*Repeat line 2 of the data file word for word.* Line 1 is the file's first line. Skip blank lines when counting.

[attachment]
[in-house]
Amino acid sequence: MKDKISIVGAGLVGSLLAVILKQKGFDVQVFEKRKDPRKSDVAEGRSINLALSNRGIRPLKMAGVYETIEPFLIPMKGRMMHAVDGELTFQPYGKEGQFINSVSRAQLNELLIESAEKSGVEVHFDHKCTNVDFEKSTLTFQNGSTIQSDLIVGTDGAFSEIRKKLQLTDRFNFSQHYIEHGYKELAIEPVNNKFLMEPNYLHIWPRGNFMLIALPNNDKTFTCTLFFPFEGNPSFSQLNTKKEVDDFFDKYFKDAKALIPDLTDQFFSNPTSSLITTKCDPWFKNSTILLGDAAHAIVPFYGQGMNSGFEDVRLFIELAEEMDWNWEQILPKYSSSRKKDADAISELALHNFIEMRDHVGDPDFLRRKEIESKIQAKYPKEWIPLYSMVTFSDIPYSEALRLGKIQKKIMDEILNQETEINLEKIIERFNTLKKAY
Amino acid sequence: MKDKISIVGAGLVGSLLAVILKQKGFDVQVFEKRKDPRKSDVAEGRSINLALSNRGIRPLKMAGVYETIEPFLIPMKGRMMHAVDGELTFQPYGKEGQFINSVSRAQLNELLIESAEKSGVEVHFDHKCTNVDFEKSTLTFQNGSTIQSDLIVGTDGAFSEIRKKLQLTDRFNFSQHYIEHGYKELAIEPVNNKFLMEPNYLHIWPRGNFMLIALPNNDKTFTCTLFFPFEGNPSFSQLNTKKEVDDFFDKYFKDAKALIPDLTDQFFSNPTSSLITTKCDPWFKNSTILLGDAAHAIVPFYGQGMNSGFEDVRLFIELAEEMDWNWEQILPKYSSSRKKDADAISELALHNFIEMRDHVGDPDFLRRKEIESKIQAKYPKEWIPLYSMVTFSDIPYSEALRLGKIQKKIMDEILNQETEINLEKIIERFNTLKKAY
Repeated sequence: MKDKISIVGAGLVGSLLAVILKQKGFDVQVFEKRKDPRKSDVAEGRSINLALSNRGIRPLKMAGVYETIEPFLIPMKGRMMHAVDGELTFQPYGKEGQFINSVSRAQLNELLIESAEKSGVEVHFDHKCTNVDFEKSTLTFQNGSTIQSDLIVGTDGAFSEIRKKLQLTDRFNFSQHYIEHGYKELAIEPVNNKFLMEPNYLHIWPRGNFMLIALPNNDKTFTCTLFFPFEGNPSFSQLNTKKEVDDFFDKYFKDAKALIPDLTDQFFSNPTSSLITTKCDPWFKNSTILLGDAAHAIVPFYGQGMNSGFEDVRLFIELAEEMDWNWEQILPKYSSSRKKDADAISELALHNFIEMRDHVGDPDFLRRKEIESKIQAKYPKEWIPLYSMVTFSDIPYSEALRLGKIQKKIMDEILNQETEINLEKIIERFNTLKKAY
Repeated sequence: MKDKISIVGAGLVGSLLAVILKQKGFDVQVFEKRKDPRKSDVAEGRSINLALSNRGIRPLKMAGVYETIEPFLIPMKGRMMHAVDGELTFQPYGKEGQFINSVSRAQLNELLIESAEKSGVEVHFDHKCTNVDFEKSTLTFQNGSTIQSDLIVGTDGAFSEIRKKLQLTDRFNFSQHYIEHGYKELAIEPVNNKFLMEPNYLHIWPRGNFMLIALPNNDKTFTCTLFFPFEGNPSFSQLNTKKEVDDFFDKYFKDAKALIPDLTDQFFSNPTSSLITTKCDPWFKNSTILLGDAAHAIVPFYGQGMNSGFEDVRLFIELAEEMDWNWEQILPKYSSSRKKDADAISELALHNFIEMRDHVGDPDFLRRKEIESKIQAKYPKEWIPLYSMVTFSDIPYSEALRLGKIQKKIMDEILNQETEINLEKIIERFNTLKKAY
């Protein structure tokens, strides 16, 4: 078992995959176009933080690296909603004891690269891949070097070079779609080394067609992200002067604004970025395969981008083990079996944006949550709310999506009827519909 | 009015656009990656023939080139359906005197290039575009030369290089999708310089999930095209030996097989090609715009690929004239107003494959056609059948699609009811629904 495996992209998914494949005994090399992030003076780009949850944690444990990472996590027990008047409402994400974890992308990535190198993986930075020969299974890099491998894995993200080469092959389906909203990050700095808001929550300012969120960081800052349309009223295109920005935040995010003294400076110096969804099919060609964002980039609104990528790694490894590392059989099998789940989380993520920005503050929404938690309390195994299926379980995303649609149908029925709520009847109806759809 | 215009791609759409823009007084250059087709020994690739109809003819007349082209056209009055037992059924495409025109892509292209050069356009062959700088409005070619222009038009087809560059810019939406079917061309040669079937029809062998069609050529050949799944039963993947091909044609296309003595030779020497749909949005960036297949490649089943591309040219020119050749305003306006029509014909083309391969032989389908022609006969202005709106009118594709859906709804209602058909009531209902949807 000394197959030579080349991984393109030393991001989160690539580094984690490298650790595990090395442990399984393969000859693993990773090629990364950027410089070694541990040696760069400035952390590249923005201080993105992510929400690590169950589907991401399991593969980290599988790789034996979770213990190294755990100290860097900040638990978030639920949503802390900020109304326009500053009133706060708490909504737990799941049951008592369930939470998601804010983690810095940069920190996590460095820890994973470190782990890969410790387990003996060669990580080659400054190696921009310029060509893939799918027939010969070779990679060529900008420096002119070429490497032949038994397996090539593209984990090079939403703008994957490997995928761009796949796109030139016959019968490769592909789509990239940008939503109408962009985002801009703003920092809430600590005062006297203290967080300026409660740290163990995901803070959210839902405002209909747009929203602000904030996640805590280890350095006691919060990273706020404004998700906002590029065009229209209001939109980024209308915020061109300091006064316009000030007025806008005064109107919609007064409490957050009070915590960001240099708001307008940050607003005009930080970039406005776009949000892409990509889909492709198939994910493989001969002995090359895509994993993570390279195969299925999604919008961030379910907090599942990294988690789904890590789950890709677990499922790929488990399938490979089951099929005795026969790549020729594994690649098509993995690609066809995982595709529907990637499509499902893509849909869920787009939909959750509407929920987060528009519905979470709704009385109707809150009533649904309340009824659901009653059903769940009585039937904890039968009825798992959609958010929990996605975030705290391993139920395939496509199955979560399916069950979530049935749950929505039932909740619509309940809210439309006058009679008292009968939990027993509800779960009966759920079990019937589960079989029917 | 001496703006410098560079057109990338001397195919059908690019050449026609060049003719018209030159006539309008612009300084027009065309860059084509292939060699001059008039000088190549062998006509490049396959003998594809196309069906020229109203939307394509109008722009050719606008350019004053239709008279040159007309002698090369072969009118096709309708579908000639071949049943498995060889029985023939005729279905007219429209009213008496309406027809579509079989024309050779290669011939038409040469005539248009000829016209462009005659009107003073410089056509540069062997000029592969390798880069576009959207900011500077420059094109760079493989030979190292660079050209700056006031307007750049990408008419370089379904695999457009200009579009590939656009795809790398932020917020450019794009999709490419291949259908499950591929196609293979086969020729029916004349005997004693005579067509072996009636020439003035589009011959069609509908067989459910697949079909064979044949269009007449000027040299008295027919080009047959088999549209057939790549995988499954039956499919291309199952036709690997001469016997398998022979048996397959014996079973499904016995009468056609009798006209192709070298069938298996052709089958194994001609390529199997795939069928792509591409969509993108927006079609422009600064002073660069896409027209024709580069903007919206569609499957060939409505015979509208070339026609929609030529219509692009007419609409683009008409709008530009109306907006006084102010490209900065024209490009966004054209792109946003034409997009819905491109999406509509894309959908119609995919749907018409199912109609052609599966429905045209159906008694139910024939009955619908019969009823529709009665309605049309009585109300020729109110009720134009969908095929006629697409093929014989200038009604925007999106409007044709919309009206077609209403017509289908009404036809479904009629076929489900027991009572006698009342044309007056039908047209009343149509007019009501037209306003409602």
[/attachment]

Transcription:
Amino acid sequence: MKDKISIVGAGLVGSLLAVILKQKGFDVQVFEKRKDPRKSDVAEGRSINLALSNRGIRPLKMAGVYETIEPFLIPMKGRMMHAVDGELTFQPYGKEGQFINSVSRAQLNELLIESAEKSGVEVHFDHKCTNVDFEKSTLTFQNGSTIQSDLIVGTDGAFSEIRKKLQLTDRFNFSQHYIEHGYKELAIEPVNNKFLMEPNYLHIWPRGNFMLIALPNNDKTFTCTLFFPFEGNPSFSQLNTKKEVDDFFDKYFKDAKALIPDLTDQFFSNPTSSLITTKCDPWFKNSTILLGDAAHAIVPFYGQGMNSGFEDVRLFIELAEEMDWNWEQILPKYSSSRKKDADAISELALHNFIEMRDHVGDPDFLRRKEIESKIQAKYPKEWIPLYSMVTFSDIPYSEALRLGKIQKKIMDEILNQETEINLEKIIERFNTLKKAY